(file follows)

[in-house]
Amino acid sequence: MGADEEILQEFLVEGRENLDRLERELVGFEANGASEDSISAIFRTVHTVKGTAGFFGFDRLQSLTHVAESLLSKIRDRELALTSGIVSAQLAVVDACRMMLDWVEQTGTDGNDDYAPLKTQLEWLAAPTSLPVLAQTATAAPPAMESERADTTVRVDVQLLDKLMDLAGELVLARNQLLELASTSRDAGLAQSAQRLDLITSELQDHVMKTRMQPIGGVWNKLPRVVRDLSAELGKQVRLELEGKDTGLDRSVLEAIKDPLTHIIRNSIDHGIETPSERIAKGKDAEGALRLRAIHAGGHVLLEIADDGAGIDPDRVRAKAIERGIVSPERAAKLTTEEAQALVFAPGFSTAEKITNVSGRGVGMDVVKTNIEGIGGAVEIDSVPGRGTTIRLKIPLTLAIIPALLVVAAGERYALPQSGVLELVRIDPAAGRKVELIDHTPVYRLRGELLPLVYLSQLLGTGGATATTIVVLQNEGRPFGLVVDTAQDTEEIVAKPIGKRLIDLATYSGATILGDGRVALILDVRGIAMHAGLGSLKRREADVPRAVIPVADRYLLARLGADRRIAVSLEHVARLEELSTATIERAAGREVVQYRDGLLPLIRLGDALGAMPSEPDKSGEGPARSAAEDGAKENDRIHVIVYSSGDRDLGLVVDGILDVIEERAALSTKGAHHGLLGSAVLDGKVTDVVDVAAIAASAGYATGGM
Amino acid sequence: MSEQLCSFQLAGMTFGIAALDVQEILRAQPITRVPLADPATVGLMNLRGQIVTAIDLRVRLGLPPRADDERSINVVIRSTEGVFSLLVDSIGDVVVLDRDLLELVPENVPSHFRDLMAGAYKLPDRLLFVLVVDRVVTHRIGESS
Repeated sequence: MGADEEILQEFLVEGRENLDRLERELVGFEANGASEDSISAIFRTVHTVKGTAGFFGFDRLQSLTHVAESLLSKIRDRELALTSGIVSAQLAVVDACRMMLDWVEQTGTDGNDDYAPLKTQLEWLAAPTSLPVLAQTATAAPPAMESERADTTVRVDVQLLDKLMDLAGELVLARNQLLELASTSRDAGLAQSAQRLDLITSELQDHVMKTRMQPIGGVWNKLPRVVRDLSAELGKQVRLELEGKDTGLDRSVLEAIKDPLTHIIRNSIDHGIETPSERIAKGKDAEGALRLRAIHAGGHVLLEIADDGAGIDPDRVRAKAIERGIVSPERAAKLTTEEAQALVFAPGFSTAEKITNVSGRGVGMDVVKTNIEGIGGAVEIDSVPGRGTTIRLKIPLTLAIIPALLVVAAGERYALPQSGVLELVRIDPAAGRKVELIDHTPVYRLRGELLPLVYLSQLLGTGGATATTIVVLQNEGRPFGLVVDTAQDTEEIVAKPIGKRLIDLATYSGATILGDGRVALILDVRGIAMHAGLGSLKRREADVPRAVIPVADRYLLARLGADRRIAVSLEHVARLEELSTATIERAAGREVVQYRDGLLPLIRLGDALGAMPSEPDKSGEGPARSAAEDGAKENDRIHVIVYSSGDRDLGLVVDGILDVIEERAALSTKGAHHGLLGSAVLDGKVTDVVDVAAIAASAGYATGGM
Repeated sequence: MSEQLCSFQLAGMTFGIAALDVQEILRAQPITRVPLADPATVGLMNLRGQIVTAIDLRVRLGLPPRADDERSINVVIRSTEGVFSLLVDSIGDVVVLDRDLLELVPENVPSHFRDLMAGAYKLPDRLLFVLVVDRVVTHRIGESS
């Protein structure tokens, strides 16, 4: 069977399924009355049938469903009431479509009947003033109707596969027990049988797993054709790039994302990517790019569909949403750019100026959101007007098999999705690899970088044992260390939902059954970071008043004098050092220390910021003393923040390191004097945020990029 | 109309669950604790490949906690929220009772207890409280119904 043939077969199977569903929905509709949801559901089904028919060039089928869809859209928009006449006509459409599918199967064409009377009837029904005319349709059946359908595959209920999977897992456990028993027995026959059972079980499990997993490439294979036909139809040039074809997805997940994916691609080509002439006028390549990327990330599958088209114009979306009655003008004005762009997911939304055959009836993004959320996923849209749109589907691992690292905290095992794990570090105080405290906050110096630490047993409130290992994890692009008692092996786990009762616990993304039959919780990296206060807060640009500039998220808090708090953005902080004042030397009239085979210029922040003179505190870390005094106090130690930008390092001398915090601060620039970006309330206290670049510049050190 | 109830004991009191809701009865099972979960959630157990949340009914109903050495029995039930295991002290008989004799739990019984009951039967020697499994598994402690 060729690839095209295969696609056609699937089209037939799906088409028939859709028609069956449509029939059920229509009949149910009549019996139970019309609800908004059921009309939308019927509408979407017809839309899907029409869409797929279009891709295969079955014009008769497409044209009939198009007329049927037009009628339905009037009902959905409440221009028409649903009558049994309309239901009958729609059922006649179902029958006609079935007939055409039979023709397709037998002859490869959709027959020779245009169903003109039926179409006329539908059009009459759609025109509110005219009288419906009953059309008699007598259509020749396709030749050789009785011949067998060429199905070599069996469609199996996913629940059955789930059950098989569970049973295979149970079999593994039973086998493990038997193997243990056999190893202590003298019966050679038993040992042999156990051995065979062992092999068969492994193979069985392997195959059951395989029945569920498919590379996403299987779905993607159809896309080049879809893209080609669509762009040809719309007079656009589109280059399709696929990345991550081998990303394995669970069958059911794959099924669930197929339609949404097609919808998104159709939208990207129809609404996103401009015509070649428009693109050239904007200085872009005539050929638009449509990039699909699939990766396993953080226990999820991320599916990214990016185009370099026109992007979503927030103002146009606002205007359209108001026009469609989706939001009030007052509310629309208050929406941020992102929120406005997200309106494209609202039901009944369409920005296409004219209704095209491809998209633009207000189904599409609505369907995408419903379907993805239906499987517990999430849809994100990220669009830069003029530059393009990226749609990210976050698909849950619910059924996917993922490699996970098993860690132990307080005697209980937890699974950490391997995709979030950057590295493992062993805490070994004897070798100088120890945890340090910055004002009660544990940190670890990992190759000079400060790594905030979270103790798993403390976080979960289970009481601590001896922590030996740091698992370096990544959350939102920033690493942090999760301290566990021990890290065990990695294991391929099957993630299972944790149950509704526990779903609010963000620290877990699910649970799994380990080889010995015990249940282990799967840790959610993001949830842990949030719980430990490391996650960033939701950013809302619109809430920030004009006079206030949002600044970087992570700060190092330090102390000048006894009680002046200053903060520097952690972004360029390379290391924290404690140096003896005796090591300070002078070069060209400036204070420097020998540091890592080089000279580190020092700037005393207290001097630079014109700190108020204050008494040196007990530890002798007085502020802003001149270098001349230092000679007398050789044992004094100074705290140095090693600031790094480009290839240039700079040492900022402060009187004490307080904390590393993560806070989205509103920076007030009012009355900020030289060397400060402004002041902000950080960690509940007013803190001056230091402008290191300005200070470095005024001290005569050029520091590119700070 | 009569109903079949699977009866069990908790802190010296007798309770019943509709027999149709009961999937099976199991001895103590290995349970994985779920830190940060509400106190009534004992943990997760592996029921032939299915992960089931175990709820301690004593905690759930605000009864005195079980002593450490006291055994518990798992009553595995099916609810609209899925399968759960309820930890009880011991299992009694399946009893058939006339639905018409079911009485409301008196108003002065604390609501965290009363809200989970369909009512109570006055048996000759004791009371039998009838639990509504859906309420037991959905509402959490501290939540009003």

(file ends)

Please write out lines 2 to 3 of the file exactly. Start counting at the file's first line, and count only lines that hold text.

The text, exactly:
Amino acid sequence: MGADEEILQEFLVEGRENLDRLERELVGFEANGASEDSISAIFRTVHTVKGTAGFFGFDRLQSLTHVAESLLSKIRDRELALTSGIVSAQLAVVDACRMMLDWVEQTGTDGNDDYAPLKTQLEWLAAPTSLPVLAQTATAAPPAMESERADTTVRVDVQLLDKLMDLAGELVLARNQLLELASTSRDAGLAQSAQRLDLITSELQDHVMKTRMQPIGGVWNKLPRVVRDLSAELGKQVRLELEGKDTGLDRSVLEAIKDPLTHIIRNSIDHGIETPSERIAKGKDAEGALRLRAIHAGGHVLLEIADDGAGIDPDRVRAKAIERGIVSPERAAKLTTEEAQALVFAPGFSTAEKITNVSGRGVGMDVVKTNIEGIGGAVEIDSVPGRGTTIRLKIPLTLAIIPALLVVAAGERYALPQSGVLELVRIDPAAGRKVELIDHTPVYRLRGELLPLVYLSQLLGTGGATATTIVVLQNEGRPFGLVVDTAQDTEEIVAKPIGKRLIDLATYSGATILGDGRVALILDVRGIAMHAGLGSLKRREADVPRAVIPVADRYLLARLGADRRIAVSLEHVARLEELSTATIERAAGREVVQYRDGLLPLIRLGDALGAMPSEPDKSGEGPARSAAEDGAKENDRIHVIVYSSGDRDLGLVVDGILDVIEERAALSTKGAHHGLLGSAVLDGKVTDVVDVAAIAASAGYATGGM
Amino acid sequence: MSEQLCSFQLAGMTFGIAALDVQEILRAQPITRVPLADPATVGLMNLRGQIVTAIDLRVRLGLPPRADDERSINVVIRSTEGVFSLLVDSIGDVVVLDRDLLELVPENVPSHFRDLMAGAYKLPDRLLFVLVVDRVVTHRIGESS